|The most basic preview screen in record mode is completely free of any overlays or icons. You can also, by pressing the Display button, get a simple grid to aid framing (the FZ50 actually has two different grid options).||At the other extreme the full information view - with histogram - can look a little cluttered on what is these days a fairly small screen.|
|If you want all the information, but like to see your preview without all the clutter, choose the 'out of frame' mode - designed to mimic a professional SLR viewfinder.||Half-press the shutter release and the camera will calculate exposure (AE) and focus (AF) indicating the AF area used and the aperture/shutter speed chosen. You'll also get a warning if camera shake is a danger. Note that in P mode you get a very neat program shift option.|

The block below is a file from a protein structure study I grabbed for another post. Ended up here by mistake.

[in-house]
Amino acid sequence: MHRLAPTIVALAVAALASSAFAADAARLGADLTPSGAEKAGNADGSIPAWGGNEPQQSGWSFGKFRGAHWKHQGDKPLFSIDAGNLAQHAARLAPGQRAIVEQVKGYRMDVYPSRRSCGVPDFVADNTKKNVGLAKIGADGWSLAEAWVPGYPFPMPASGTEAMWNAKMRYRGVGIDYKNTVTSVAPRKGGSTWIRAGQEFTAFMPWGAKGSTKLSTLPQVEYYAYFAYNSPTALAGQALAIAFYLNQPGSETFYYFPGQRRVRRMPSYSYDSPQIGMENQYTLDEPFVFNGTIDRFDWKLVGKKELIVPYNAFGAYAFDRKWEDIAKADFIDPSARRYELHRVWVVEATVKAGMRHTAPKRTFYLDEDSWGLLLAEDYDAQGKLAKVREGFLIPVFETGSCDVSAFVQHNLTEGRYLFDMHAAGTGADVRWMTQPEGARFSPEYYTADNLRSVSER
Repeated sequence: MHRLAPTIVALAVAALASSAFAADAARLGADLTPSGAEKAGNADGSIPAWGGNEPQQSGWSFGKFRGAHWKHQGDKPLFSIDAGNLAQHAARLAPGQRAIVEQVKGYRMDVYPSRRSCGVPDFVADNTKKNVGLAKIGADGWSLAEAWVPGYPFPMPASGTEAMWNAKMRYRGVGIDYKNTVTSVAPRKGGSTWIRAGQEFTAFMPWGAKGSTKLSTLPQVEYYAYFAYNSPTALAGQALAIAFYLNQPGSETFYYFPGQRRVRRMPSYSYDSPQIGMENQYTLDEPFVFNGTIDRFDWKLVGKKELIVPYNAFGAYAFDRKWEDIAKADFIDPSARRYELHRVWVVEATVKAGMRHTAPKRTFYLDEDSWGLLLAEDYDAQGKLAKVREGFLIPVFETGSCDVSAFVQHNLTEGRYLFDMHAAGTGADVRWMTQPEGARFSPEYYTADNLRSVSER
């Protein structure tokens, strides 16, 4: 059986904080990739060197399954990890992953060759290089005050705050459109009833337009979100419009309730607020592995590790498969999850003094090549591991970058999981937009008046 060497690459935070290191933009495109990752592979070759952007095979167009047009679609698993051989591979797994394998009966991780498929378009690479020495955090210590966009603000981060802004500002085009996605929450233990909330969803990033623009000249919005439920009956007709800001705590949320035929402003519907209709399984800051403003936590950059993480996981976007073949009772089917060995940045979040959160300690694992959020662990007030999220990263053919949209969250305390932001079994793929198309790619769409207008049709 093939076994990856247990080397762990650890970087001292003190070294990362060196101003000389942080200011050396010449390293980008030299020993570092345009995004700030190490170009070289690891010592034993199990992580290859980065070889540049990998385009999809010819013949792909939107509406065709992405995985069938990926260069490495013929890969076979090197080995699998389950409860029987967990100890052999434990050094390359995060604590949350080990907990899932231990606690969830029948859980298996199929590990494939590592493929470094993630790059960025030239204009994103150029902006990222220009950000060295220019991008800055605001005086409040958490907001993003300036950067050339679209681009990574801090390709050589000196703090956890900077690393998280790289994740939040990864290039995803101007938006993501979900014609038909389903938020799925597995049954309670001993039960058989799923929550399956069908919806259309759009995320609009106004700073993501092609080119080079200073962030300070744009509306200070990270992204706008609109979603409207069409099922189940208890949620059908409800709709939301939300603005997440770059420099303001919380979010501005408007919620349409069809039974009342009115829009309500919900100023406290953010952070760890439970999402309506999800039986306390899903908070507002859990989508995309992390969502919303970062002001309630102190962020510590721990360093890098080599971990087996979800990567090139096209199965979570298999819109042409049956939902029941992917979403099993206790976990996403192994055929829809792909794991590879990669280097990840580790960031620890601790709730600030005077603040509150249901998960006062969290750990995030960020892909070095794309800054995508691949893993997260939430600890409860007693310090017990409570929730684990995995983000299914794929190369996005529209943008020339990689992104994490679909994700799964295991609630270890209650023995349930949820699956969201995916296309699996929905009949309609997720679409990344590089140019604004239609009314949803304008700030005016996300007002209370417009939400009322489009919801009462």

|Manual focus is relatively easy given the high resolution of the LCD screen and this (optional) focus aid, which magnifies the central portion of the frame. You can even move the magnified area around the screen using the arrow keys||New for the FZ50 is the Function menu (which works in a very similar way to Canon's FUNC menu). Press the Function button and a mini menu appears; you can now use the control dials to change focus, metering, white balance, ISO, image size and quality very quickly. It remembers what you changed last time you used it, so if you regularly change ISO or WB (as I do) it's a real boon.|
|There is now a quicker way to access exposure compensation; just turn one of the control dials (you can define which in the record menu) and the AE-Compensation scale appears. As before pressing the 'up' arrow repeatedly cycles through Exposure compensation, Flash level and AE Bracketing. You can now change the setting using the control dials.||The white balance fine tune has been enhanced and moved to the record menu.|
|Manual mode - the two control wheels change shutter speed and aperture.||The new Custom mode, where you can save three sets of custom settings, covering just about every aspect of the camera's operation.|